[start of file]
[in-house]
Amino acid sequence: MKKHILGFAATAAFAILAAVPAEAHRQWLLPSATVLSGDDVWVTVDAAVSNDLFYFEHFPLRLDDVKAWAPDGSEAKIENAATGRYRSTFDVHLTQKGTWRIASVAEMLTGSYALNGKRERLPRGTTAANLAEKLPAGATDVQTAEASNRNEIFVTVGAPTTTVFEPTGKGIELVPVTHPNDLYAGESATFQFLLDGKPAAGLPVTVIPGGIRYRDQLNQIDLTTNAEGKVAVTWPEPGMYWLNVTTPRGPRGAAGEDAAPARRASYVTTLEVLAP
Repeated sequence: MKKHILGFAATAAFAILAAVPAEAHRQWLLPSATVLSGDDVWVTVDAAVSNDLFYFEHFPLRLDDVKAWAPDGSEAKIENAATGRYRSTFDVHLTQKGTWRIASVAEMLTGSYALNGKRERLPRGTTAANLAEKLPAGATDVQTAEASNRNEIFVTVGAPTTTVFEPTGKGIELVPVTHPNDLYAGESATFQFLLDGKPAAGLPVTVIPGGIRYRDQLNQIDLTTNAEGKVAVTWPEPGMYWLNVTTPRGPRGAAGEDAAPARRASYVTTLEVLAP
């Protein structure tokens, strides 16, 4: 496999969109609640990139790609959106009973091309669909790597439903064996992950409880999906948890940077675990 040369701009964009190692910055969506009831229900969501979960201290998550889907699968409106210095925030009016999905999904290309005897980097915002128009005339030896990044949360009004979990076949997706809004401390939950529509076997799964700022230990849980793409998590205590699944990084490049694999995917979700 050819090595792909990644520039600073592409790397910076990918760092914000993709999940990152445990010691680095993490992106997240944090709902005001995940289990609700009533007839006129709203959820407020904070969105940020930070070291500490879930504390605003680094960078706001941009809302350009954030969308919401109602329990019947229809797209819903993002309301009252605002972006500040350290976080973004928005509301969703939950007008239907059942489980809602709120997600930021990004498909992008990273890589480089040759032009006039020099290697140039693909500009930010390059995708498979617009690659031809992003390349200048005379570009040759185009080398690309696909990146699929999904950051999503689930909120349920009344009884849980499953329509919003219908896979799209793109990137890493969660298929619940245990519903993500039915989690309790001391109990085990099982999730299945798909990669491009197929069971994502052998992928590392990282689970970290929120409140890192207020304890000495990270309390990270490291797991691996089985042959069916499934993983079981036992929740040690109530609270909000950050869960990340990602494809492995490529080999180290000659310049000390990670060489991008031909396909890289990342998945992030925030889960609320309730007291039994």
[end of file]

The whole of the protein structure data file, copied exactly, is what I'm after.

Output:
[in-house]
Amino acid sequence: MKKHILGFAATAAFAILAAVPAEAHRQWLLPSATVLSGDDVWVTVDAAVSNDLFYFEHFPLRLDDVKAWAPDGSEAKIENAATGRYRSTFDVHLTQKGTWRIASVAEMLTGSYALNGKRERLPRGTTAANLAEKLPAGATDVQTAEASNRNEIFVTVGAPTTTVFEPTGKGIELVPVTHPNDLYAGESATFQFLLDGKPAAGLPVTVIPGGIRYRDQLNQIDLTTNAEGKVAVTWPEPGMYWLNVTTPRGPRGAAGEDAAPARRASYVTTLEVLAP
Repeated sequence: MKKHILGFAATAAFAILAAVPAEAHRQWLLPSATVLSGDDVWVTVDAAVSNDLFYFEHFPLRLDDVKAWAPDGSEAKIENAATGRYRSTFDVHLTQKGTWRIASVAEMLTGSYALNGKRERLPRGTTAANLAEKLPAGATDVQTAEASNRNEIFVTVGAPTTTVFEPTGKGIELVPVTHPNDLYAGESATFQFLLDGKPAAGLPVTVIPGGIRYRDQLNQIDLTTNAEGKVAVTWPEPGMYWLNVTTPRGPRGAAGEDAAPARRASYVTTLEVLAP
């Protein structure tokens, strides 16, 4: 496999969109609640990139790609959106009973091309669909790597439903064996992950409880999906948890940077675990 040369701009964009190692910055969506009831229900969501979960201290998550889907699968409106210095925030009016999905999904290309005897980097915002128009005339030896990044949360009004979990076949997706809004401390939950529509076997799964700022230990849980793409998590205590699944990084490049694999995917979700 050819090595792909990644520039600073592409790397910076990918760092914000993709999940990152445990010691680095993490992106997240944090709902005001995940289990609700009533007839006129709203959820407020904070969105940020930070070291500490879930504390605003680094960078706001941009809302350009954030969308919401109602329990019947229809797209819903993002309301009252605002972006500040350290976080973004928005509301969703939950007008239907059942489980809602709120997600930021990004498909992008990273890589480089040759032009006039020099290697140039693909500009930010390059995708498979617009690659031809992003390349200048005379570009040759185009080398690309696909990146699929999904950051999503689930909120349920009344009884849980499953329509919003219908896979799209793109990137890493969660298929619940245990519903993500039915989690309790001391109990085990099982999730299945798909990669491009197929069971994502052998992928590392990282689970970290929120409140890192207020304890000495990270309390990270490291797991691996089985042959069916499934993983079981036992929740040690109530609270909000950050869960990340990602494809492995490529080999180290000659310049000390990670060489991008031909396909890289990342998945992030925030889960609320309730007291039994």